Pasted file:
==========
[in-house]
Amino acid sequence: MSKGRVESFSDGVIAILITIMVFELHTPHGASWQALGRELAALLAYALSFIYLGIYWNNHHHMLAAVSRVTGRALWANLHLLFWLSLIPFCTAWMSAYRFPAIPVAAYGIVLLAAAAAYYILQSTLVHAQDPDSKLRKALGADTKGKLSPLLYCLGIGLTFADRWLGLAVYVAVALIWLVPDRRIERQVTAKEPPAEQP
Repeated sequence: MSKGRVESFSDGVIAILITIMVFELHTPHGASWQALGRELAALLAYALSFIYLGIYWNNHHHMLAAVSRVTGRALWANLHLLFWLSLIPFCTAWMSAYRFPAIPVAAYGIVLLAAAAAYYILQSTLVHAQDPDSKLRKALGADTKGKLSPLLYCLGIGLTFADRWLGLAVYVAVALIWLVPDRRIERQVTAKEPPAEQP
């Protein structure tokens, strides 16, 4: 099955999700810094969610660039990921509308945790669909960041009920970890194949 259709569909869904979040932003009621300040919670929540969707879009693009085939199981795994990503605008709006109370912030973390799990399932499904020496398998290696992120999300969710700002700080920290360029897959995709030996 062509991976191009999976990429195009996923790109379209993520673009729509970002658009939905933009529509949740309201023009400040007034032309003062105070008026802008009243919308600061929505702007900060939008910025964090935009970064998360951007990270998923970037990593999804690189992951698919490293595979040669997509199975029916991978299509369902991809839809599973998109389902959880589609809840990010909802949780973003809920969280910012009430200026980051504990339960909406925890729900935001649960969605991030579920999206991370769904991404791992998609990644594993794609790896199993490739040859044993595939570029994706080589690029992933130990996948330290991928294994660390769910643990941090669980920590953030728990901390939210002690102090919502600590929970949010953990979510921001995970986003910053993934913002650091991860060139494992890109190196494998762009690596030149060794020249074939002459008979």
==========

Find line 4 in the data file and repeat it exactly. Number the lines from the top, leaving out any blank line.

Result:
């Protein structure tokens, strides 16, 4: 099955999700810094969610660039990921509308945790669909960041009920970890194949 259709569909869904979040932003009621300040919670929540969707879009693009085939199981795994990503605008709006109370912030973390799990399932499904020496398998290696992120999300969710700002700080920290360029897959995709030996 062509991976191009999976990429195009996923790109379209993520673009729509970002658009939905933009529509949740309201023009400040007034032309003062105070008026802008009243919308600061929505702007900060939008910025964090935009970064998360951007990270998923970037990593999804690189992951698919490293595979040669997509199975029916991978299509369902991809839809599973998109389902959880589609809840990010909802949780973003809920969280910012009430200026980051504990339960909406925890729900935001649960969605991030579920999206991370769904991404791992998609990644594993794609790896199993490739040859044993595939570029994706080589690029992933130990996948330290991928294994660390769910643990941090669980920590953030728990901390939210002690102090919502600590929970949010953990979510921001995970986003910053993934913002650091991860060139494992890109190196494998762009690596030149060794020249074939002459008979």